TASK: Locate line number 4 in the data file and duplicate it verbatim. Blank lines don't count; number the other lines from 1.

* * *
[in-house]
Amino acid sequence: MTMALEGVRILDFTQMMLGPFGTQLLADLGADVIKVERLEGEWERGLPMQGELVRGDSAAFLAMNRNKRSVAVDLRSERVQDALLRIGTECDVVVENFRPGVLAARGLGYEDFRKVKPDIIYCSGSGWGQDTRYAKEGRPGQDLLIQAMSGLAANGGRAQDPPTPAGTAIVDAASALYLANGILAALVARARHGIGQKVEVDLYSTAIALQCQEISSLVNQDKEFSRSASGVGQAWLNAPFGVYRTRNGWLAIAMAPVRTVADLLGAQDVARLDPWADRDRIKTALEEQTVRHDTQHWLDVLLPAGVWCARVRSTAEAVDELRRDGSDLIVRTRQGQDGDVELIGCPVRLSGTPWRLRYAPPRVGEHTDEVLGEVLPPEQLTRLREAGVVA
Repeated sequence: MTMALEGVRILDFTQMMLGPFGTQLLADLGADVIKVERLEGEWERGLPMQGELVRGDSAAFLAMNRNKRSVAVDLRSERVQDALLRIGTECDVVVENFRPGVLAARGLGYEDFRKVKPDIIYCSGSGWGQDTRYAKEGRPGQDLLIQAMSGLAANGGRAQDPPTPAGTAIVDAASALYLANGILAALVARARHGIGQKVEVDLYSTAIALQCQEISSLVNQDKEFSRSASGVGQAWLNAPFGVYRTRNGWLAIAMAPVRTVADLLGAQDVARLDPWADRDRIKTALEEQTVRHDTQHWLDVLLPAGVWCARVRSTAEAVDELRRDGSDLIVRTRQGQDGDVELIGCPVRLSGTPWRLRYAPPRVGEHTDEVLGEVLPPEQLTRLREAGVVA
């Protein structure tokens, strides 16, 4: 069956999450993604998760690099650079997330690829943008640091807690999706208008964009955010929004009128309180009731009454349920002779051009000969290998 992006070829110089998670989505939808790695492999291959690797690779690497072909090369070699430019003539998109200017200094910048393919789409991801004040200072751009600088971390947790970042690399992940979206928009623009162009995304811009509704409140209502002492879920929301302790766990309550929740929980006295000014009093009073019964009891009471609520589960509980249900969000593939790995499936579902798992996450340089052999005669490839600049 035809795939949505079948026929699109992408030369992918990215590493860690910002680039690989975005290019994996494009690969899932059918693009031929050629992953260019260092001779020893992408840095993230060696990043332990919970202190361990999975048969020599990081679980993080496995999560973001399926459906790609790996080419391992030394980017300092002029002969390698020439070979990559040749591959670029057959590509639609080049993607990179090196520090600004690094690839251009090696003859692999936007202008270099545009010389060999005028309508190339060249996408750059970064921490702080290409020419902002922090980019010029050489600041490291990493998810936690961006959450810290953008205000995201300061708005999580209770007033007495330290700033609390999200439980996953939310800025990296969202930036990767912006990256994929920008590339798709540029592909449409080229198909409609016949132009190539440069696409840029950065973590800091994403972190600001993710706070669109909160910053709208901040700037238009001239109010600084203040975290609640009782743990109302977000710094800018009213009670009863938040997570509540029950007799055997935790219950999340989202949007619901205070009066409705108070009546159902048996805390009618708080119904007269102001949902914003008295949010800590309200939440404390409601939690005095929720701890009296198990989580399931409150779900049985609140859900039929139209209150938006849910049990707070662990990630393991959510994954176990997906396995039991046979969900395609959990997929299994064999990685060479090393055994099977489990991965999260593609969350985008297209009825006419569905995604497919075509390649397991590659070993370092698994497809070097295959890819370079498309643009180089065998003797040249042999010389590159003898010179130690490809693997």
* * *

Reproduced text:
């Protein structure tokens, strides 16, 4: 069956999450993604998760690099650079997330690829943008640091807690999706208008964009955010929004009128309180009731009454349920002779051009000969290998 992006070829110089998670989505939808790695492999291959690797690779690497072909090369070699430019003539998109200017200094910048393919789409991801004040200072751009600088971390947790970042690399992940979206928009623009162009995304811009509704409140209502002492879920929301302790766990309550929740929980006295000014009093009073019964009891009471609520589960509980249900969000593939790995499936579902798992996450340089052999005669490839600049 035809795939949505079948026929699109992408030369992918990215590493860690910002680039690989975005290019994996494009690969899932059918693009031929050629992953260019260092001779020893992408840095993230060696990043332990919970202190361990999975048969020599990081679980993080496995999560973001399926459906790609790996080419391992030394980017300092002029002969390698020439070979990559040749591959670029057959590509639609080049993607990179090196520090600004690094690839251009090696003859692999936007202008270099545009010389060999005028309508190339060249996408750059970064921490702080290409020419902002922090980019010029050489600041490291990493998810936690961006959450810290953008205000995201300061708005999580209770007033007495330290700033609390999200439980996953939310800025990296969202930036990767912006990256994929920008590339798709540029592909449409080229198909409609016949132009190539440069696409840029950065973590800091994403972190600001993710706070669109909160910053709208901040700037238009001239109010600084203040975290609640009782743990109302977000710094800018009213009670009863938040997570509540029950007799055997935790219950999340989202949007619901205070009066409705108070009546159902048996805390009618708080119904007269102001949902914003008295949010800590309200939440404390409601939690005095929720701890009296198990989580399931409150779900049985609140859900039929139209209150938006849910049990707070662990990630393991959510994954176990997906396995039991046979969900395609959990997929299994064999990685060479090393055994099977489990991965999260593609969350985008297209009825006419569905995604497919075509390649397991590659070993370092698994497809070097295959890819370079498309643009180089065998003797040249042999010389590159003898010179130690490809693997």